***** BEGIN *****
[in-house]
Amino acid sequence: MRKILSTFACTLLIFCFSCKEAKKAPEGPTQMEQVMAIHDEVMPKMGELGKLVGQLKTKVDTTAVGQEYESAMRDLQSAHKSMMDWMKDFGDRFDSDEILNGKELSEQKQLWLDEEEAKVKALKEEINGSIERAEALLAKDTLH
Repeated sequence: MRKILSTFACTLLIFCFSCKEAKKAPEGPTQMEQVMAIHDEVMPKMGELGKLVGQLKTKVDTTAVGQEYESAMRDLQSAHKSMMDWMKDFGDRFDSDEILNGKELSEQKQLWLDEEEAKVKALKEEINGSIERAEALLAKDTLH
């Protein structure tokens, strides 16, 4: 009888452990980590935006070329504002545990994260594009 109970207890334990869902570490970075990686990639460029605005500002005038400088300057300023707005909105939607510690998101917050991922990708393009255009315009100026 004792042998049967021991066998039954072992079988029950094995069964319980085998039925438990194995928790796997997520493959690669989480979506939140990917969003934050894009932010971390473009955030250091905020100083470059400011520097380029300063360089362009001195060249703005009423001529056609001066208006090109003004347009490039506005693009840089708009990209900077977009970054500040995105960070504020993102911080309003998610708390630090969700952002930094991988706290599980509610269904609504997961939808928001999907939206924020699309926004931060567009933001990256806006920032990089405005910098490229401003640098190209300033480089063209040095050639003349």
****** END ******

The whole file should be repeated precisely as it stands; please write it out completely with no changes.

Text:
[in-house]
Amino acid sequence: MRKILSTFACTLLIFCFSCKEAKKAPEGPTQMEQVMAIHDEVMPKMGELGKLVGQLKTKVDTTAVGQEYESAMRDLQSAHKSMMDWMKDFGDRFDSDEILNGKELSEQKQLWLDEEEAKVKALKEEINGSIERAEALLAKDTLH
Repeated sequence: MRKILSTFACTLLIFCFSCKEAKKAPEGPTQMEQVMAIHDEVMPKMGELGKLVGQLKTKVDTTAVGQEYESAMRDLQSAHKSMMDWMKDFGDRFDSDEILNGKELSEQKQLWLDEEEAKVKALKEEINGSIERAEALLAKDTLH
């Protein structure tokens, strides 16, 4: 009888452990980590935006070329504002545990994260594009 109970207890334990869902570490970075990686990639460029605005500002005038400088300057300023707005909105939607510690998101917050991922990708393009255009315009100026 004792042998049967021991066998039954072992079988029950094995069964319980085998039925438990194995928790796997997520493959690669989480979506939140990917969003934050894009932010971390473009955030250091905020100083470059400011520097380029300063360089362009001195060249703005009423001529056609001066208006090109003004347009490039506005693009840089708009990209900077977009970054500040995105960070504020993102911080309003998610708390630090969700952002930094991988706290599980509610269904609504997961939808928001999907939206924020699309926004931060567009933001990256806006920032990089405005910098490229401003640098190209300033480089063209040095050639003349």